Three main types of sea turtles have been known to nest along our Alabama Gulf Coast. Loggerhead Sea Turtles seem to be the most common in our area, although Kemp’s Ridley Sea Turtles and Green Sea Turtles have also been seen. Another protected animal, we want you to know about these magnificent creatures, but urge you not to go near them. Mama Loggerhead turtles, who normally spend their days swimming, floating and hunting for crabs and shrimp (two of our supper favorites, too!) in the salty waters of the Gulf of Mexico or one of our back bays, find their way onto our sandy white beaches to dig a hole and lay their eggs. Sea turtle nests can be found from May to October and there are ways to observe them without disturbing them. For more information on sea turtle conservation, follow this link to Share the Beach, a great group of folks who monitor sea turtles all year long. You might get invited to participate with the Share the Beach folks and help baby turtles find their way back to the Gulf. Doing this outside of a conservation group is a really bad idea. Damaging a sea turtle nesting site is not only illegal, it’s just mean. These turtle moms travel for miles across the Gulf and choose to lay their eggs along our Alabama Gulf Coast and we consider it a privilege they picked us. To disturb these baby turtles as they grow inside their shells and prepare for their journey back to the Gulf is something no local would ever do. Instead we work together to help them start their new lives safely.
The first four animals we listed are native, at least in part, to our area. Some are protected by law, and, although you can find some pretty great pictures of the areas in which they live, and maybe even catch a glimpse of one of them, it is not necessarily a good idea to handle them directly. The non-native Lemur, however, is a totally different option. Lemurs, as we all learned in the hilarious movie Madagascar, are natives to that African island and those surrounding Madagascar. However, our Alabama Gulf Coast Zoo has a small lemur population and those little primates are super friendly and you can actually hold them, pet them and play with them. The word “lemur” is taken from the Latin word “lemure” which means ghost or spirit. Their little faces and white ringed tails give them the appearance of a spooky supernatural spirit being. They are, instead, quite social and fun to interact with, far from spooky! The Alabama Gulf Coast Zoo offers a Lemur Encounter experience and we urge you to visit. Operating under CDC guidelines for social distancing, our Alabama Gulf Coast Zoo is open and the Lemur Encounter is one you won’t want to miss. We cannot think of a better way to expertly submit a virtual report on lemurs than to have an actual visit with them. Be sure to contact the good folks at the Alabama Gulf Coast Zoo for times and specifics on your encounter, but don’t miss the opportunity while you’re visiting us this fall!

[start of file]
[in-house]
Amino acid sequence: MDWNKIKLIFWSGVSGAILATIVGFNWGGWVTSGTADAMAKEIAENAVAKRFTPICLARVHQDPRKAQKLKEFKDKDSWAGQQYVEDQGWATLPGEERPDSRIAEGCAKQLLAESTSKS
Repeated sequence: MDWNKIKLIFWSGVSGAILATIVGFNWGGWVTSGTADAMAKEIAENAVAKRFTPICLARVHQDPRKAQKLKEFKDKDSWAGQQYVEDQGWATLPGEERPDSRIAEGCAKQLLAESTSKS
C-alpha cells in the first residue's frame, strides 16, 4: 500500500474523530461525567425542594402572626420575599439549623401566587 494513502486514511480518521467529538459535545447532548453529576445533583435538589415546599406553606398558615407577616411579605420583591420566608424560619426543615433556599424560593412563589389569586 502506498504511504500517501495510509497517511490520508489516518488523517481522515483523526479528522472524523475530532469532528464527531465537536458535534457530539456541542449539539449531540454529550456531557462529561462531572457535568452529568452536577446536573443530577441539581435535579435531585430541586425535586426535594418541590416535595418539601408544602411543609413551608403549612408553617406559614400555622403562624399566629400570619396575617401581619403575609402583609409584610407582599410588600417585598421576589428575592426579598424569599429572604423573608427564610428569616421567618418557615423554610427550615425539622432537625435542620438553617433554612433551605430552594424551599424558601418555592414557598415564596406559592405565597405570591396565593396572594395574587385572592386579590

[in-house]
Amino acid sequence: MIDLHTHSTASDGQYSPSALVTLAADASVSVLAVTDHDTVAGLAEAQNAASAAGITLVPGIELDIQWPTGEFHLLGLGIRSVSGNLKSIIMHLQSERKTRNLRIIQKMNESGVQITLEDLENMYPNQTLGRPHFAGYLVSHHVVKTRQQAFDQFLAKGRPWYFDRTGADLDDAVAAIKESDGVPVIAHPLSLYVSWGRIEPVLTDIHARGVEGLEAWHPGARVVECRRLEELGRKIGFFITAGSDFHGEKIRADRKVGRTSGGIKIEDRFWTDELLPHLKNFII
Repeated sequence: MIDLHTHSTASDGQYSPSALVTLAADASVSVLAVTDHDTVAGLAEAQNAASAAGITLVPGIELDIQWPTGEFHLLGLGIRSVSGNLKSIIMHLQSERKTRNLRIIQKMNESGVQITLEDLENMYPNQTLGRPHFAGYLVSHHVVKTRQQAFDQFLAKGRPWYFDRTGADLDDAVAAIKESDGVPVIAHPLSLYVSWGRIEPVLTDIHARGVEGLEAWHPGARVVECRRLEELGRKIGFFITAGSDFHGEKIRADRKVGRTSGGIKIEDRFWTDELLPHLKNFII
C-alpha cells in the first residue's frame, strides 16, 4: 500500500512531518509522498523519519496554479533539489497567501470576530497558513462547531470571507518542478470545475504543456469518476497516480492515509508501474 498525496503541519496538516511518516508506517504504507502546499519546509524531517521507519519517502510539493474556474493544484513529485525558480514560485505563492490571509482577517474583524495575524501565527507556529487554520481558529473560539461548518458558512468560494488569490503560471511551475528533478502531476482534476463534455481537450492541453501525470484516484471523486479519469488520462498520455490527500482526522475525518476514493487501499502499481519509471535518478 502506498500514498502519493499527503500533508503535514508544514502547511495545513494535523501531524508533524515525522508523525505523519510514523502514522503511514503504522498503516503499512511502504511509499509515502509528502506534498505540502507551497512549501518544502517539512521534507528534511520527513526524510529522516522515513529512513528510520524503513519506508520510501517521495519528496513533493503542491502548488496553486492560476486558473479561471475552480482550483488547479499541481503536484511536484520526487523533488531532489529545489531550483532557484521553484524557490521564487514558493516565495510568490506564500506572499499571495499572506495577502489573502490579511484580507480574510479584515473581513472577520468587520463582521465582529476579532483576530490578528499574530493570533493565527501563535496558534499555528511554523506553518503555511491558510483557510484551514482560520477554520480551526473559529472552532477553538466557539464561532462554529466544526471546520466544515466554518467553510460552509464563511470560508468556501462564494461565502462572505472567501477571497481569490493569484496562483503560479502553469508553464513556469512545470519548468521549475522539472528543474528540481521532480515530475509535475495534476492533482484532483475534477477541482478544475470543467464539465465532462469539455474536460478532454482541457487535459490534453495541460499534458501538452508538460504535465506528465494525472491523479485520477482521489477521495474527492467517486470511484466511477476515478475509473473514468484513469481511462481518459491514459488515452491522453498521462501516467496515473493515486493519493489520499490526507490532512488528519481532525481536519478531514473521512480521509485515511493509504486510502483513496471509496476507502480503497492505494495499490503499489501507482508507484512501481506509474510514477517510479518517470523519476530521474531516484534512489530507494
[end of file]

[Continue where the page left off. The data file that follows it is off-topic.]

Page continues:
We, at Sunset Properties, know you were probably disappointed when you learned the Annual National Shrimp Festival was cancelled for October 2020. We were, too! But we want you to know that there is still plenty to see and do on our island home. So come on down, anyway. Instead of booking a short weekend trip, go ahead and pack up the virtual school supplies and come stay with us for a week! We have affordable fall pricing for families and vacation home options that range from one bedroom condos to luxury beach houses that sleep up to 20 people. Bring your small dog, too, and choose one of our fur baby friendly rentals. If you need more ideas for virtual school reports, check out our blog on Five Great Ways to Watch Dolphins Play. Dolphins always make great topics! We are looking forward to seeing you this fall and will help out your schoolers any way we can!